The latest report from the National Cholesterol Education Program has reaffirmed that the primary lipid goal for the prevention of atherosclerotic vascular disease (AVD) is to achieve a normal low-density lipoprotein (LDL) cholesterol (<130 mg/dL) by diet in normal individuals, and by diet and statin therapy in patients with multiple risk factors. Patients with any clinical AVD (which includes diabetes) will need a statin to achieve an optimal LDL cholesterol (<100 mg/dL). The recent Heart Protection Study might revise our thinking further. Patients at high risk achieved a reduction in mortality and vascular events taking simvastatin 40 mg, even if they had a low baseline LDL value. Individuals with the metabolic syndrome and insulin resistance do not typically have a very high LDL, but rather have elevated triglycerides and a low high-density lipoprotein (HDL) cholesterol. They, too, need to be treated with a statin, first to achieve an appropriate LDL goal. This is insufficient if the triglyceride value exceeds 200 mg/dL. They should be treated to achieve a non-HDL cholesterol goal (equal to total cholesterol minus HDL cholesterol) that is 30 mg/dL higher than the LDL goal.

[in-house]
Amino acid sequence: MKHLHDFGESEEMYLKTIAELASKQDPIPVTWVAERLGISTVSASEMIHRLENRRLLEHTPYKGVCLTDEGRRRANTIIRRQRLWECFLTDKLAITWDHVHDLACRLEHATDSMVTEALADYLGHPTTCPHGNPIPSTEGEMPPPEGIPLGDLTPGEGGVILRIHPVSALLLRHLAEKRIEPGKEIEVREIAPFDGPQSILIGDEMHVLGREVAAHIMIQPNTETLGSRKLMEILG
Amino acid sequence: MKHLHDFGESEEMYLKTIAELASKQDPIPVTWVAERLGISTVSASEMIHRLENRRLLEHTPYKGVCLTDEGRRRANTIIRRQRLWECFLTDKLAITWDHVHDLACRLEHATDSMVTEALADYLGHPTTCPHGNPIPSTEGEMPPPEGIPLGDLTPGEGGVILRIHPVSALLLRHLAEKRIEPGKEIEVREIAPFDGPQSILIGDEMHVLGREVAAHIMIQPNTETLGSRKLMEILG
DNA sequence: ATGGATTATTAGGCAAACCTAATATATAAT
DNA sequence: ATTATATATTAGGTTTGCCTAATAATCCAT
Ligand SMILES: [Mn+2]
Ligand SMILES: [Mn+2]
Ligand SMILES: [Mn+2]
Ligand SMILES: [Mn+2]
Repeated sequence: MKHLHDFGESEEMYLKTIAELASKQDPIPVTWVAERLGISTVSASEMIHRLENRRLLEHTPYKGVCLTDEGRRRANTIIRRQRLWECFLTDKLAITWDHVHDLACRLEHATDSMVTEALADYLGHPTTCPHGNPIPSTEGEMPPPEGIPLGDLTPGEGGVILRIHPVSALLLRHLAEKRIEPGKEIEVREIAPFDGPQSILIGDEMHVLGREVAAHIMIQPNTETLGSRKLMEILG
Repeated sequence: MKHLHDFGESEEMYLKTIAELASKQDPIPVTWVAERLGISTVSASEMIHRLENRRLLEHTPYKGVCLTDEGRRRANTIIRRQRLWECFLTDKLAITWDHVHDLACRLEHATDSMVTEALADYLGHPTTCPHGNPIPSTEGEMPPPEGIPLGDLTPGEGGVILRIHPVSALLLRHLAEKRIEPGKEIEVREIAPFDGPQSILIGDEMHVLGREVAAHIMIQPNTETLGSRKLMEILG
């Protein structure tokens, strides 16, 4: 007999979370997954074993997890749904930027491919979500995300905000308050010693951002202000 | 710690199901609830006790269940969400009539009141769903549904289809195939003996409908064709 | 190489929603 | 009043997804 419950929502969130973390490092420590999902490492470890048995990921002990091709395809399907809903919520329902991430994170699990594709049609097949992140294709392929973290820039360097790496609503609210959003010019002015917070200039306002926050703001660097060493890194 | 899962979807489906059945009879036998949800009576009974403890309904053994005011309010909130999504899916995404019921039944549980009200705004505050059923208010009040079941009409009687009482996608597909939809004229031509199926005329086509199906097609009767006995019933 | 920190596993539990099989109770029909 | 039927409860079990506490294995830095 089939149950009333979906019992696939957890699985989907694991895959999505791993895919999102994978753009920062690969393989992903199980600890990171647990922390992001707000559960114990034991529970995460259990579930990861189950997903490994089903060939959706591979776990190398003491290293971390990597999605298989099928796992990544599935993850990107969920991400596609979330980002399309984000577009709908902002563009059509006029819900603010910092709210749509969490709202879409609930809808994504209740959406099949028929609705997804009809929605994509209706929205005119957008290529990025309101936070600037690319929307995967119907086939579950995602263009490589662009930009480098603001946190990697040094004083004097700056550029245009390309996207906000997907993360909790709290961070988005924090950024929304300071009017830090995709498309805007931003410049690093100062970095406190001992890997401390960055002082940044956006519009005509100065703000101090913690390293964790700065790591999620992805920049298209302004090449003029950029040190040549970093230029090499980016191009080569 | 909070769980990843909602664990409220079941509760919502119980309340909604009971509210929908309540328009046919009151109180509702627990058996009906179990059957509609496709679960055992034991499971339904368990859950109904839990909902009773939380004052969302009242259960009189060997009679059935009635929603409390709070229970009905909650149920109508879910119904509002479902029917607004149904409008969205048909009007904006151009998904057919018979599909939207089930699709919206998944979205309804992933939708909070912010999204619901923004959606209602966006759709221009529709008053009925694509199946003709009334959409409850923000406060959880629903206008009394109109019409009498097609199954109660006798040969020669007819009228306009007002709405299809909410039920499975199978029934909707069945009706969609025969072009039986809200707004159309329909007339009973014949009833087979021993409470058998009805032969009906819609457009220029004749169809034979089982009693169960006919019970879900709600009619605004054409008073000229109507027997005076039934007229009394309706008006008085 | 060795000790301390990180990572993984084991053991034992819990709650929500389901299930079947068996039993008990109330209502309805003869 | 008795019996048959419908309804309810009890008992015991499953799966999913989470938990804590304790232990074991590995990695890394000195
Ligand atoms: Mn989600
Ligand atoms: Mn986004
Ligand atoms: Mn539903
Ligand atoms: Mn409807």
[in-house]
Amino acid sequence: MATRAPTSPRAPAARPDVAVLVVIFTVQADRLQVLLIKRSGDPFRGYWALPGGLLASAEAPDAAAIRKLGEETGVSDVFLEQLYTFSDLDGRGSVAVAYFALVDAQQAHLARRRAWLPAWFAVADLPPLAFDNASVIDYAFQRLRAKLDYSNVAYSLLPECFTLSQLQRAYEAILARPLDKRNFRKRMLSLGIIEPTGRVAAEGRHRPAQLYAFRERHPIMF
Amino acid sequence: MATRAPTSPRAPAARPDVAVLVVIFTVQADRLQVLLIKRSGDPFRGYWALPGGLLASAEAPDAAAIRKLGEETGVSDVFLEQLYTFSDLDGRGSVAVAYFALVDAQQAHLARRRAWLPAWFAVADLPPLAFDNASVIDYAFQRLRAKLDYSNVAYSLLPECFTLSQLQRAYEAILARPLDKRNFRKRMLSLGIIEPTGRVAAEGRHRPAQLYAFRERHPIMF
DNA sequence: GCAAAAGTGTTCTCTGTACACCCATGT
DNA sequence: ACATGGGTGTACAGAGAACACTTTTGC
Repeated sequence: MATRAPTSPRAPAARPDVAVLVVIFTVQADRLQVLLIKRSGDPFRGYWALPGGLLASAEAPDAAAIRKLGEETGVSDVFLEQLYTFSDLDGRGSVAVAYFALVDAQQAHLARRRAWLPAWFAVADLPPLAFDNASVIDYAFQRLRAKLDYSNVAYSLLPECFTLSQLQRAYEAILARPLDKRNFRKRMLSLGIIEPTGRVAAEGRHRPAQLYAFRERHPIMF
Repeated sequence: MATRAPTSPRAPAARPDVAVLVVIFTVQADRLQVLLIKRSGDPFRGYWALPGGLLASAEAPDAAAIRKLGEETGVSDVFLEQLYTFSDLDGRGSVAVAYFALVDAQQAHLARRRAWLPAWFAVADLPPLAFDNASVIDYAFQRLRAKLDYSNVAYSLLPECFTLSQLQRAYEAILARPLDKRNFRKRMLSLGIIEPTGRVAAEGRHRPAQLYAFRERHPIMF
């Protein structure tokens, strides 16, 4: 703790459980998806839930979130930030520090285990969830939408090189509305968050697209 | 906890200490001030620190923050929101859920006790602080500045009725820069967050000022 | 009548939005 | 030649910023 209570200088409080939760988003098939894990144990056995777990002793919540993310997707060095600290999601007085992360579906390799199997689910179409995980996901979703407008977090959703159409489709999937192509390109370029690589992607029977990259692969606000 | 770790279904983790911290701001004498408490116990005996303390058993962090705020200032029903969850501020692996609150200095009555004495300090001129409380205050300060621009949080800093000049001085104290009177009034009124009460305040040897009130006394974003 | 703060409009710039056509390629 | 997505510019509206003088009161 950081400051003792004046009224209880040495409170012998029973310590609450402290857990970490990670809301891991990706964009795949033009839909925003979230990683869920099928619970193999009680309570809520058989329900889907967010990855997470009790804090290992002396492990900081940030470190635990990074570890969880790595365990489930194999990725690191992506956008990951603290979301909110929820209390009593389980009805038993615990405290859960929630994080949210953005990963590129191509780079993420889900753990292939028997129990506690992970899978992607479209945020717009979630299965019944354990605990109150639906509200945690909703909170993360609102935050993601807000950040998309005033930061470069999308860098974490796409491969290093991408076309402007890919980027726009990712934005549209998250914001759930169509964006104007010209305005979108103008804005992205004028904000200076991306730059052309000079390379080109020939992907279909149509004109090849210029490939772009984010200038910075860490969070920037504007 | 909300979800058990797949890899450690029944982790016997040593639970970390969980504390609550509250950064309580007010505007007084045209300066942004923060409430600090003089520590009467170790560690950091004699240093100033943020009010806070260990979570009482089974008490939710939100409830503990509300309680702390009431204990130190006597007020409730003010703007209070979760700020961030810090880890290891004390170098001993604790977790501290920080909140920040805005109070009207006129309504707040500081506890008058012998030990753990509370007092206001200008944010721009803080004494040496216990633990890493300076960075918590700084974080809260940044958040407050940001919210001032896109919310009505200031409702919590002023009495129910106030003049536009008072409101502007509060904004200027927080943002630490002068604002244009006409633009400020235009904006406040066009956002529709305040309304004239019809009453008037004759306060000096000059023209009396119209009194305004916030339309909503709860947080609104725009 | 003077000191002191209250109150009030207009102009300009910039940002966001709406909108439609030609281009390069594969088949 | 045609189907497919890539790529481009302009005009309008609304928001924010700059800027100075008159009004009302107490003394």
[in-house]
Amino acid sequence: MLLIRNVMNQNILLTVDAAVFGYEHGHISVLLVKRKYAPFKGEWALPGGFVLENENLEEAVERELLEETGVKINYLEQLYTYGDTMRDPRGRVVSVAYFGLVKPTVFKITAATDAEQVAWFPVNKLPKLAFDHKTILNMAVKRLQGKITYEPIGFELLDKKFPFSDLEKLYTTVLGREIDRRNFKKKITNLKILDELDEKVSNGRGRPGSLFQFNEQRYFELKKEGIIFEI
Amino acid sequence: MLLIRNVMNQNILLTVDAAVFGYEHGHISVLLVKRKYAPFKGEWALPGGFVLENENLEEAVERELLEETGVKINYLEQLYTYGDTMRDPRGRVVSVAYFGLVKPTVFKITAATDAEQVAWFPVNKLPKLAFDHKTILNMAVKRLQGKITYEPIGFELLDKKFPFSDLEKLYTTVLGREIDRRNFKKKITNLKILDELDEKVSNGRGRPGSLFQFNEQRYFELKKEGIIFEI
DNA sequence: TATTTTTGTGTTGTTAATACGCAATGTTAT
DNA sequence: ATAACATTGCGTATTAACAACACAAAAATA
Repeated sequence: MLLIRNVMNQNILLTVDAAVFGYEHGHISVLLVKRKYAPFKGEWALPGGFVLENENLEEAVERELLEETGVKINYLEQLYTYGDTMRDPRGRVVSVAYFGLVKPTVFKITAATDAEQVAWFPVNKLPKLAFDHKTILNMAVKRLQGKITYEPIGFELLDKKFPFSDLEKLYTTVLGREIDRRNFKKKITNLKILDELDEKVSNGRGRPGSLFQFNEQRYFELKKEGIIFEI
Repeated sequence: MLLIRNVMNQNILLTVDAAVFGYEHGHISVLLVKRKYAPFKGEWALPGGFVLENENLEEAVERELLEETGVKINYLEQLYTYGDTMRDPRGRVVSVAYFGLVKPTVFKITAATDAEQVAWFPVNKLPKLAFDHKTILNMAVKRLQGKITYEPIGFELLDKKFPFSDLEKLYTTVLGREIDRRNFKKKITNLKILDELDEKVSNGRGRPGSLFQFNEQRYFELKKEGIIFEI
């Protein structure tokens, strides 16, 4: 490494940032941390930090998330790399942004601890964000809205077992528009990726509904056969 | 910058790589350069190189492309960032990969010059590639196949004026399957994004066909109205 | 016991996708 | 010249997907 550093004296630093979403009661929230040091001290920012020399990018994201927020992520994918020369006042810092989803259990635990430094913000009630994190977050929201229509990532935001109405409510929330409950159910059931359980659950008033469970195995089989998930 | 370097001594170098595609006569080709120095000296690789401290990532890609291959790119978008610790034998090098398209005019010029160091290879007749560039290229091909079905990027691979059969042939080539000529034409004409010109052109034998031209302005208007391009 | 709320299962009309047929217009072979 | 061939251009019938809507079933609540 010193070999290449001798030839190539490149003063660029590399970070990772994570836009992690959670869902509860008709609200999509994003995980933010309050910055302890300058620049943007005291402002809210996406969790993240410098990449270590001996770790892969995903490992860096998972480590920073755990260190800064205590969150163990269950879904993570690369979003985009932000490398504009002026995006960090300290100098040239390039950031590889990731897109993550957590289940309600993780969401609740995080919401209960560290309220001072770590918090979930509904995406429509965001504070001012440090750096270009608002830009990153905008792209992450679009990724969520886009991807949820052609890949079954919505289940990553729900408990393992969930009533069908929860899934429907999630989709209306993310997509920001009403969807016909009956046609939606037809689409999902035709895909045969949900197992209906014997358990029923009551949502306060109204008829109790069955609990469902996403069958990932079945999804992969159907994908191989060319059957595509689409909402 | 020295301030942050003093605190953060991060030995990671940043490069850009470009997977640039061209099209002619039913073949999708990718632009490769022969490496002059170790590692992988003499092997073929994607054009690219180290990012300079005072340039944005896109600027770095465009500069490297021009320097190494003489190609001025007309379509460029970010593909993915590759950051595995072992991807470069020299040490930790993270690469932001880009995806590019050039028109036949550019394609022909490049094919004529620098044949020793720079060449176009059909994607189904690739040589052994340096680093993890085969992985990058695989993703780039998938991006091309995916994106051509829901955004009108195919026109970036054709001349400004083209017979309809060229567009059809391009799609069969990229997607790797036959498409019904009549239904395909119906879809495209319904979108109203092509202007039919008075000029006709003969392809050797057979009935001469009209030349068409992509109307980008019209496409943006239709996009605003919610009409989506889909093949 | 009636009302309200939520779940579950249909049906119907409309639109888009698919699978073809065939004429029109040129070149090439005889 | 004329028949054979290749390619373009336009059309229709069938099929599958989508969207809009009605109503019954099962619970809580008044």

|Original language||English (US)|
|Number of pages||7|
|Journal||Current women's health reports|
|State||Published - Apr 1 2003|
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